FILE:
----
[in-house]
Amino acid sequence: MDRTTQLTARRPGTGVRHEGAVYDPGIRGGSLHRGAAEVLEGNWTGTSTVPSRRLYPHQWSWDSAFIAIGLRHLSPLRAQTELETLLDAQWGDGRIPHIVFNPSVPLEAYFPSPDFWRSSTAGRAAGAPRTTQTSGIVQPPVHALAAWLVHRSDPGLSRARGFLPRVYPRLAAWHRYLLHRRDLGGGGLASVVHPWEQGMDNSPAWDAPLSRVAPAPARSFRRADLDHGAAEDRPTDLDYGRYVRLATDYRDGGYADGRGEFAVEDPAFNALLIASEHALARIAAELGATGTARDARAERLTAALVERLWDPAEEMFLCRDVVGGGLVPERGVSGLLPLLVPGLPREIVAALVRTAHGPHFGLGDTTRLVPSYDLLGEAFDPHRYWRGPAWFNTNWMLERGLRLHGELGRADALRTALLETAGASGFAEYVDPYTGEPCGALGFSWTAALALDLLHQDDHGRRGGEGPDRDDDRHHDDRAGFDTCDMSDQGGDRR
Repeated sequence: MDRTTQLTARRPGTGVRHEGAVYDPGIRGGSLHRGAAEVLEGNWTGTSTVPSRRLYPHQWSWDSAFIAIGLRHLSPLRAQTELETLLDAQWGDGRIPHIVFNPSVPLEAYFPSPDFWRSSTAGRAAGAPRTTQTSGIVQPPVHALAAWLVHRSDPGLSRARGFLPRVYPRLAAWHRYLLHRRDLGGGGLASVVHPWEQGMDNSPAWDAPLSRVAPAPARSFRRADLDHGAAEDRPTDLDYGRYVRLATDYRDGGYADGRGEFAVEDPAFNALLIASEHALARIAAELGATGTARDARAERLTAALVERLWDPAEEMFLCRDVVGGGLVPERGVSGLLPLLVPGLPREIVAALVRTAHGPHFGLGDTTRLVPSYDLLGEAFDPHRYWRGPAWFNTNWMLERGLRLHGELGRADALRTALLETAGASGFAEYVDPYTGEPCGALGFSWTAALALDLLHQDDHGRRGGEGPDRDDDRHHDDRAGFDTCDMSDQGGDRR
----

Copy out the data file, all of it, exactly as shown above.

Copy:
[in-house]
Amino acid sequence: MDRTTQLTARRPGTGVRHEGAVYDPGIRGGSLHRGAAEVLEGNWTGTSTVPSRRLYPHQWSWDSAFIAIGLRHLSPLRAQTELETLLDAQWGDGRIPHIVFNPSVPLEAYFPSPDFWRSSTAGRAAGAPRTTQTSGIVQPPVHALAAWLVHRSDPGLSRARGFLPRVYPRLAAWHRYLLHRRDLGGGGLASVVHPWEQGMDNSPAWDAPLSRVAPAPARSFRRADLDHGAAEDRPTDLDYGRYVRLATDYRDGGYADGRGEFAVEDPAFNALLIASEHALARIAAELGATGTARDARAERLTAALVERLWDPAEEMFLCRDVVGGGLVPERGVSGLLPLLVPGLPREIVAALVRTAHGPHFGLGDTTRLVPSYDLLGEAFDPHRYWRGPAWFNTNWMLERGLRLHGELGRADALRTALLETAGASGFAEYVDPYTGEPCGALGFSWTAALALDLLHQDDHGRRGGEGPDRDDDRHHDDRAGFDTCDMSDQGGDRR
Repeated sequence: MDRTTQLTARRPGTGVRHEGAVYDPGIRGGSLHRGAAEVLEGNWTGTSTVPSRRLYPHQWSWDSAFIAIGLRHLSPLRAQTELETLLDAQWGDGRIPHIVFNPSVPLEAYFPSPDFWRSSTAGRAAGAPRTTQTSGIVQPPVHALAAWLVHRSDPGLSRARGFLPRVYPRLAAWHRYLLHRRDLGGGGLASVVHPWEQGMDNSPAWDAPLSRVAPAPARSFRRADLDHGAAEDRPTDLDYGRYVRLATDYRDGGYADGRGEFAVEDPAFNALLIASEHALARIAAELGATGTARDARAERLTAALVERLWDPAEEMFLCRDVVGGGLVPERGVSGLLPLLVPGLPREIVAALVRTAHGPHFGLGDTTRLVPSYDLLGEAFDPHRYWRGPAWFNTNWMLERGLRLHGELGRADALRTALLETAGASGFAEYVDPYTGEPCGALGFSWTAALALDLLHQDDHGRRGGEGPDRDDDRHHDDRAGFDTCDMSDQGGDRR